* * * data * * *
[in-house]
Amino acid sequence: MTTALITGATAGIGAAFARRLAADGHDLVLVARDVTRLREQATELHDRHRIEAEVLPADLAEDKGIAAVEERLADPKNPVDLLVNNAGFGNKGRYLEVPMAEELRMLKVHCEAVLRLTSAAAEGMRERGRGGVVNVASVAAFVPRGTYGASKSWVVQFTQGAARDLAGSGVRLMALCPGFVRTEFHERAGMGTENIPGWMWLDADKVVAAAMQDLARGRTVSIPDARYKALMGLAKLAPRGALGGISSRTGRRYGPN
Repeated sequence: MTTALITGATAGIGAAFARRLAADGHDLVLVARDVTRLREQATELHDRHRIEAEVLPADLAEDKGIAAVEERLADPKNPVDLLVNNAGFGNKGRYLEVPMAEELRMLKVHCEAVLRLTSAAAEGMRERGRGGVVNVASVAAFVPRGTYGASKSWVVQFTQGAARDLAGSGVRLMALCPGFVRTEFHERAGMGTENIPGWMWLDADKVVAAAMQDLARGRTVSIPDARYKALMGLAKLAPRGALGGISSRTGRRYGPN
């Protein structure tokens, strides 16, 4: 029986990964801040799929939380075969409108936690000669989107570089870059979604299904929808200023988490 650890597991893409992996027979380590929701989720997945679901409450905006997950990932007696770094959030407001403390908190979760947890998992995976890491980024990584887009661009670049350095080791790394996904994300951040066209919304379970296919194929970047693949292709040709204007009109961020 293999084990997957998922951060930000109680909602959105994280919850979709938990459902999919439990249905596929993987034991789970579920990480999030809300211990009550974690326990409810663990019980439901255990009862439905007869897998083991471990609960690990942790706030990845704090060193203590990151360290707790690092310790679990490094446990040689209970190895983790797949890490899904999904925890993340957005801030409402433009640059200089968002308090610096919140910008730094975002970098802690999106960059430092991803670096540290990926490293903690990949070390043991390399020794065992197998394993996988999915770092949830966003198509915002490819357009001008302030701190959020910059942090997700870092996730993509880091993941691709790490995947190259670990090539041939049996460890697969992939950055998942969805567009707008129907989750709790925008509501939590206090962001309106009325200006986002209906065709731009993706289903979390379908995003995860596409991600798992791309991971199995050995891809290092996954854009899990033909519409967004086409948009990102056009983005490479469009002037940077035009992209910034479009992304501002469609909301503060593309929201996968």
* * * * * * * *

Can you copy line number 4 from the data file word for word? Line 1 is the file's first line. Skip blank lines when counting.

């Protein structure tokens, strides 16, 4: 029986990964801040799929939380075969409108936690000669989107570089870059979604299904929808200023988490 650890597991893409992996027979380590929701989720997945679901409450905006997950990932007696770094959030407001403390908190979760947890998992995976890491980024990584887009661009670049350095080791790394996904994300951040066209919304379970296919194929970047693949292709040709204007009109961020 293999084990997957998922951060930000109680909602959105994280919850979709938990459902999919439990249905596929993987034991789970579920990480999030809300211990009550974690326990409810663990019980439901255990009862439905007869897998083991471990609960690990942790706030990845704090060193203590990151360290707790690092310790679990490094446990040689209970190895983790797949890490899904999904925890993340957005801030409402433009640059200089968002308090610096919140910008730094975002970098802690999106960059430092991803670096540290990926490293903690990949070390043991390399020794065992197998394993996988999915770092949830966003198509915002490819357009001008302030701190959020910059942090997700870092996730993509880091993941691709790490995947190259670990090539041939049996460890697969992939950055998942969805567009707008129907989750709790925008509501939590206090962001309106009325200006986002209906065709731009993706289903979390379908995003995860596409991600798992791309991971199995050995891809290092996954854009899990033909519409967004086409948009990102056009983005490479469009002037940077035009992209910034479009992304501002469609909301503060593309929201996968």